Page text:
This enormous and enormously remarkable structure is the star of Cologne, the city celebrity with top billing. Considering how much time passed during the construction of this gigantic edifice, the largest cathedral in Germany and all of northern Europe, it’s a wonder that the Gothic facade is so stylistically coherent. More than 600 years elapsed from the laying of the cornerstone in 1248 to the placement of the last finial on the south tower in 1880. Upon completion, Cologne cathedral was the tallest building in the world, its twin filigreed spires rising to a height of 157m (515 ft.). Overwhelming is the simplest way to describe it—as you’ll discover when you step inside.
The cathedral was built to enshrine holy relics—in this case, relics of the Three Kings or Magi—which had been stolen from a church in Milan by Emperor Frederick Barbarossa. These relics, which drew pilgrims to Cologne throughout the Middle Ages, are still housed in the Dreikönigschrein (Shrine of the Three Magi), a glass case at the end of the cathedral choir. The giant reliquary is a masterpiece of goldsmith work dating from the end of the 12th century. The choir, which can be visited only on guided tours, was consecrated in 1322 and contains original, richly carved oak stalls, screen paintings, and a series of statues made in the cathedral workshop between 1270 and 1290. The famous Three Kings windows in the clerestory were installed in the early 14th century. In addition to some magnificent Renaissance-era stained-glass windows in the north aisle, and German artist Gerhard Richter’s darkly shimmering stained-glass windows in the south transept, installed in 2007, the cathedral has only two other conspicuous treasures. The Gero Cross, hanging in a chapel on the north side of the choir, is a rare monumental sculpture carved in Cologne in the late 10th century and reputedly the oldest large-scale crucifix in the Western world. On the south side of the choir is Stephan Lochner’s altarpiece, “Adoration of the Magi” (c.1445). The painting is a masterpiece of the Cologne school—Italian in format, Flemish in the precision of its execution.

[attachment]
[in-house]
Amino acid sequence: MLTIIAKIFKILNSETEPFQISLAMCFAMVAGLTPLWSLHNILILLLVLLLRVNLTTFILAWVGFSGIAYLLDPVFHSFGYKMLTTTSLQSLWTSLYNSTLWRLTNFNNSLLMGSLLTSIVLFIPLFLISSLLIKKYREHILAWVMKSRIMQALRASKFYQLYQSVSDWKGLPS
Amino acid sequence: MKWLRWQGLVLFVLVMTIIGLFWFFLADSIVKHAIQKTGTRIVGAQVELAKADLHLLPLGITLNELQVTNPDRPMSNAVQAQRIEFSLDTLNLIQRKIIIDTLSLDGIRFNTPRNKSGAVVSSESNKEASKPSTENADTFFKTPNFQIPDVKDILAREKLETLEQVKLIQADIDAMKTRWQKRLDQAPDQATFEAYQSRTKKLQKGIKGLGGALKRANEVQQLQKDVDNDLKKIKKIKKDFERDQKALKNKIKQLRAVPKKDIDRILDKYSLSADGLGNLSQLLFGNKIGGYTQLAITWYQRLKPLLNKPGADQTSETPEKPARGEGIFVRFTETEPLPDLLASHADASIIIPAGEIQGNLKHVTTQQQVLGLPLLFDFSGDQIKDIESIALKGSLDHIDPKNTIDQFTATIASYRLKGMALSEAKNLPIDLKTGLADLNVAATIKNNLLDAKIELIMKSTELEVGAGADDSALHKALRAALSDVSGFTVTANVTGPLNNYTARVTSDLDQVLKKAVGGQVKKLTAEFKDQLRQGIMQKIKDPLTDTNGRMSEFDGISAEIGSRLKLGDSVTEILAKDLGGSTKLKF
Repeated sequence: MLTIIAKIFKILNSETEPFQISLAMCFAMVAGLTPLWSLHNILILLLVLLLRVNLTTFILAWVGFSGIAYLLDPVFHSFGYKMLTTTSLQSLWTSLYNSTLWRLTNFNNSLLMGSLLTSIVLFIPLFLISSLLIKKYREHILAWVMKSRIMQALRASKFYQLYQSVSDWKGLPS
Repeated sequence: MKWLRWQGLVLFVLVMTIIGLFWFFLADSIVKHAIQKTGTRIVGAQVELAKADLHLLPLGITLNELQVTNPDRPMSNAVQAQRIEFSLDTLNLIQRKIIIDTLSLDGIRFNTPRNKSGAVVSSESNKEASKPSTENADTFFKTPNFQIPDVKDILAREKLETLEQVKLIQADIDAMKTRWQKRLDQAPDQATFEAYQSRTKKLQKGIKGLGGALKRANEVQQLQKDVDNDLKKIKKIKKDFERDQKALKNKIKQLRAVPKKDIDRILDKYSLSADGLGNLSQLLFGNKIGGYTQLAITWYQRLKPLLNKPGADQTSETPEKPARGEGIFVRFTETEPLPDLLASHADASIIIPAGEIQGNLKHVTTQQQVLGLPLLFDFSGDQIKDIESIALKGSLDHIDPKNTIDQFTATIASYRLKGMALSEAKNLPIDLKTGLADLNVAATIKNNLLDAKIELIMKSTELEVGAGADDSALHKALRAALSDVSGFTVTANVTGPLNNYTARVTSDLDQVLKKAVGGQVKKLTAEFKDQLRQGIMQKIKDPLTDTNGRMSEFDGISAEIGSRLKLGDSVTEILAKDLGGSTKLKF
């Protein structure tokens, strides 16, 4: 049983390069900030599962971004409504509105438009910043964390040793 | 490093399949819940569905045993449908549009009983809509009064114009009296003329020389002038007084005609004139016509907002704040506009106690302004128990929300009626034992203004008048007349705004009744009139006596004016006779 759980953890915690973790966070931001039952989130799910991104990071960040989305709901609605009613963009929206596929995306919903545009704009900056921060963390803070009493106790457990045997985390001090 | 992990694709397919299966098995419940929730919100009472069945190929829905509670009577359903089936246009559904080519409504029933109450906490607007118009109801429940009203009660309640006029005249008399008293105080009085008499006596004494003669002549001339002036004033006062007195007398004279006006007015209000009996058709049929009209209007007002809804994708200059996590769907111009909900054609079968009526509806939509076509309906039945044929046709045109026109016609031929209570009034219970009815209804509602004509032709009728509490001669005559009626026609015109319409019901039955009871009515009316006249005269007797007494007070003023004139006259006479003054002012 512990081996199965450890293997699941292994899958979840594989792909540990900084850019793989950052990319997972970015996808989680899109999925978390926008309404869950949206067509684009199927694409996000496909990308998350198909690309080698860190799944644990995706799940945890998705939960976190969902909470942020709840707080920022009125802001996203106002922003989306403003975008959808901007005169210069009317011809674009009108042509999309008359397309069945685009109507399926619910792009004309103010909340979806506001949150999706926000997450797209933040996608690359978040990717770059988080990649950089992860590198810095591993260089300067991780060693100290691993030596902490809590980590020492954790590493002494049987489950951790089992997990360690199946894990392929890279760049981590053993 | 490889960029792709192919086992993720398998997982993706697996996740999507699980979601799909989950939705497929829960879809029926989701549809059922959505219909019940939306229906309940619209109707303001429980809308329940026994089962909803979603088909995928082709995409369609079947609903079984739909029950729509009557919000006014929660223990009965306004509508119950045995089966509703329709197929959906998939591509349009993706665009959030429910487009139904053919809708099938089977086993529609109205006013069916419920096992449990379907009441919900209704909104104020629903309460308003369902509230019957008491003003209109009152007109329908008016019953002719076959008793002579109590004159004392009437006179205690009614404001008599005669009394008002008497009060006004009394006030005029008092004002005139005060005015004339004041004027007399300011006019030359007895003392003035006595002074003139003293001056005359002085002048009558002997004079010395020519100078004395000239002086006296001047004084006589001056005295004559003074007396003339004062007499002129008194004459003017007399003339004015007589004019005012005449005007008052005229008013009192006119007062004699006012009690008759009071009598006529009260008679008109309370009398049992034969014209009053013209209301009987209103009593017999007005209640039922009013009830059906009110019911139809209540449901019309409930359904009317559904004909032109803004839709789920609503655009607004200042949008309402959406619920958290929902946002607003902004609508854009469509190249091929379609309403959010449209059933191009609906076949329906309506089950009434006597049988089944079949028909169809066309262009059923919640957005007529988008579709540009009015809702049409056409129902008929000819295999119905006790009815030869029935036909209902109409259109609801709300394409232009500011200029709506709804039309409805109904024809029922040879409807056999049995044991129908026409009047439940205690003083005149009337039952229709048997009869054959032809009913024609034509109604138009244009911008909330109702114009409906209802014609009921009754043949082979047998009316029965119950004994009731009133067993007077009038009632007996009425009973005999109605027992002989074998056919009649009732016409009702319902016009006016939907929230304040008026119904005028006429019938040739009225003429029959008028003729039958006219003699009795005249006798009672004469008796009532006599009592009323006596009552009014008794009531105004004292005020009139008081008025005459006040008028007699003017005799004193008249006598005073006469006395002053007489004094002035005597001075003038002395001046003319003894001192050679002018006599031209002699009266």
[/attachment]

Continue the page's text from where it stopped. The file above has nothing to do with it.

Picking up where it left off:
The cathedral’s Schatzkammer (Treasury) is rather disappointing, and you aren’t missing much if you skip it. If, on the other hand, you’re in reasonably good shape, climb the 509 stairs of the 14th-century south tower (entry through the Portal of St. Peter) for an inspiring view of the city and the Rhine. The cathedral is now a UNESCO World Heritage Site.